[Akhnaten - the biggest revolutionary of all time]
One can't help but wonder if this is merely a coup from the streets or whether it is a real revolution. My sense is that it is on the verge of becoming one. One recalls that both the French and American Revolutions were initially about taxes. And only later did they lead to the transformation of European society and the founding of a new state in North America.
What makes this seem more like a revolution and less like a coup, is that it is spreading. The Tunisian government has been overthrown, and the Egyptian, Jordanian, and Yemeni governments are in peril. There was even a mention of unrest in Syria, perhaps the most iron-fisted police state in the world. The Palestinian Authority has announced elections while it still can.
I saw some experts on Charlie Rose last night and after some commonplaces and banalities they agreed that there is no knowing what will happen. My own prediction is that whatever happens, it will be something no one expected. When the Shah was overthrown by liberals and reformers, who would have predicted it would lead to an Islamic Republic? When Louis XVI summoned the Estates-General, who could have foreseen his deCapet-ation? Or the Terror? Or Napoleon? When the Duma first assembled, who could have foreseen Stalin and the Gulag and the Five Year Plans?
What is not mentioned in the news is how big a deal this is. Egypt today has more than 70 millions of people. That is more people than Britain or France. More people live in the city of Cairo than live in the country of Israel. Egypt is the center and fulcrum of the Middle East.
What is mentioned is that the Egyptian government is almost certainly undone, but the wrong or no reasons are given for believing that. The underlying premise of government is that it has a monopoly on the use of force. When the troops fraternize and refuse orders to coerce the opponents of the government, it ceases to govern. Governing is about giving orders that will be obeyed. When the Tunisian police and army refused to fire on the demonstrators, Ben Ali had a one-way ticket out of the country. The same was true of the French and Russian Revolutions. When the troops refuse orders and fraternize the government is overthrown that very day. That is precisely how Napoleon came to power. The French army had repeatedly fraternized with the crowds they were sent to disperse. And each time the government fell. After all the changes of revolutionary governments Napoleon was the first commander whose troops were loyal enough to him to fire on the Paris mob. Whereupon his path from brigadier to emperor opened before him.
The Egyptian army has already fraternized with crowds it was sent to control. The army is now giving the demonstrations a wide berth between them and the soldiers. That is not just to protect the demonstrators. It enables the officers to avoid giving orders that the soldiers might not obey.
That is one thing one can predict, Charlie Rose experts or none. When the troops fraternize with demonstrators, the president will shortly thereafter leave the country. A classic example of this is the Carnation Revolution in Portugal. The army was called out to restore order in Lisbon. Crowds marched out of the city to greet them. The demonstrators put carnations in the barrels of the soldiers' rifles. They marched into Lisbon as heroes of the Revolution in a sea of carnations. This was especially vexing to the Portuguese ruler because Estoril, the beautiful seaside town and once the favorite home of overthrown dictators, is in Portugal so he had nowhere to flee.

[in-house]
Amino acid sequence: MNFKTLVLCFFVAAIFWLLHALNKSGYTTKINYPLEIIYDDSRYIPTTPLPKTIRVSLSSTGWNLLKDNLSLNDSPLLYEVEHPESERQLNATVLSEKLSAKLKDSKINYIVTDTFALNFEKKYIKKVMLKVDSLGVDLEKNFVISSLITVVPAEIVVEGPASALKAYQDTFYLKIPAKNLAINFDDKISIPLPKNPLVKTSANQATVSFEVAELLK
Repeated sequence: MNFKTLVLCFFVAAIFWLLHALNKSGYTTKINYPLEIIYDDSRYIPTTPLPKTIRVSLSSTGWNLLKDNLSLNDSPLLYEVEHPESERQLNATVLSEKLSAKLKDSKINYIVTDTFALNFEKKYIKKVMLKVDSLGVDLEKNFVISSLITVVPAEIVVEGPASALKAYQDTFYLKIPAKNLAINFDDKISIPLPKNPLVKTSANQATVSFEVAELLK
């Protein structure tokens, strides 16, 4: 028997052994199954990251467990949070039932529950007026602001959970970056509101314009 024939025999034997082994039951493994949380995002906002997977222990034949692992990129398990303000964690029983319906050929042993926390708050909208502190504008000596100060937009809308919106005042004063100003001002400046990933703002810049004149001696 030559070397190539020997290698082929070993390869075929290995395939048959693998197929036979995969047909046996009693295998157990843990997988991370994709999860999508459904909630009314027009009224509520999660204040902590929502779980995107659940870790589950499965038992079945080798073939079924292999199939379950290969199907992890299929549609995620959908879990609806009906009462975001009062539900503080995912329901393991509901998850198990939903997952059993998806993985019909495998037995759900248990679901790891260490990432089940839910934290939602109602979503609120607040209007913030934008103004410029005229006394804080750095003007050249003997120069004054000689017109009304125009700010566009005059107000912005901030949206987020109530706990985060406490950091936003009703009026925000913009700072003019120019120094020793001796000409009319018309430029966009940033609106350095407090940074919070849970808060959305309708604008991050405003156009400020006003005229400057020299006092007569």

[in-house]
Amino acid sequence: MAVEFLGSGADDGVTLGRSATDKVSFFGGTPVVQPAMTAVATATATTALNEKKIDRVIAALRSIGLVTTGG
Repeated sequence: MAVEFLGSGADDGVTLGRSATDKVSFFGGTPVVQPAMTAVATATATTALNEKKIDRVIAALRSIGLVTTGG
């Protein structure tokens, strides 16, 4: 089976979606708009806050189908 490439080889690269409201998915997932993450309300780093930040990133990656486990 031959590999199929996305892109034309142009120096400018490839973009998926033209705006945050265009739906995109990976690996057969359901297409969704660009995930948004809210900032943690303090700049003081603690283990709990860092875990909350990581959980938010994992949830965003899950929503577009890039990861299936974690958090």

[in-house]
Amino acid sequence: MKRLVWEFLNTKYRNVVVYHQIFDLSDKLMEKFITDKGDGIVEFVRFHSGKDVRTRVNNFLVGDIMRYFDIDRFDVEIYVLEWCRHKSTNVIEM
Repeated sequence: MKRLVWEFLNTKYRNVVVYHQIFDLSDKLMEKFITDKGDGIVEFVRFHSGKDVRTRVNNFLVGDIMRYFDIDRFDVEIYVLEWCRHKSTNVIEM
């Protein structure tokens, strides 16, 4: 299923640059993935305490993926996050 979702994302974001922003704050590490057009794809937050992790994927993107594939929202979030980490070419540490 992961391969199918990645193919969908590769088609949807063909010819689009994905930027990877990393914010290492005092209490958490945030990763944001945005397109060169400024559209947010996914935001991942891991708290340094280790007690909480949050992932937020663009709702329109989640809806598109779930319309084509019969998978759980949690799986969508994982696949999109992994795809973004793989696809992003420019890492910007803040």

The obvious risk everywhere is of the emergence of the Muslim Brotherhood / Hamas. Under the Tsarist government, all but token opposition was broken up and disbanded. Only the illegal underground parties, particularly the Bolsheviks, had strong political organizations. When the Tsar fell, Lenin and the Bolsheviks were the only well-organized political force in the country. Unwittingly the Tsarist government had cleared the ground for them.
It seems possible that a similar situation may prevail in Egypt even as we speak. The Mubarak regime may have disbanded or neutered every political organization but the illegal and brutally suppressed Muslim Brotherhood. And it may well be the strongest political force in Egypt on account of it. Like the Tsarist regime, they may have unwittingly cleared the Egyptian political scene of everyone else.
The one large difference between Russia in 1917 and Egypt today is the army. In 1917 the Russian army had been defeated and ground to tatters by three long years of World War I. The Russian revolution can be seen as an afterthought to the mass desertion of the Russian Imperial Army. The Egyptian army today is intact. But as we have seen, it is clearly neither reliable nor trusted. Yet it is the main path to the future, both Egypt's and ours, that does not lead through a long period of Islamization, sharia law, and a fundamental turning away from modernity.
Ironically the public demand for freedom and accountability could lead to Egypt in effect being conquered from within by precisely those forces most inimical to freedom and accountability.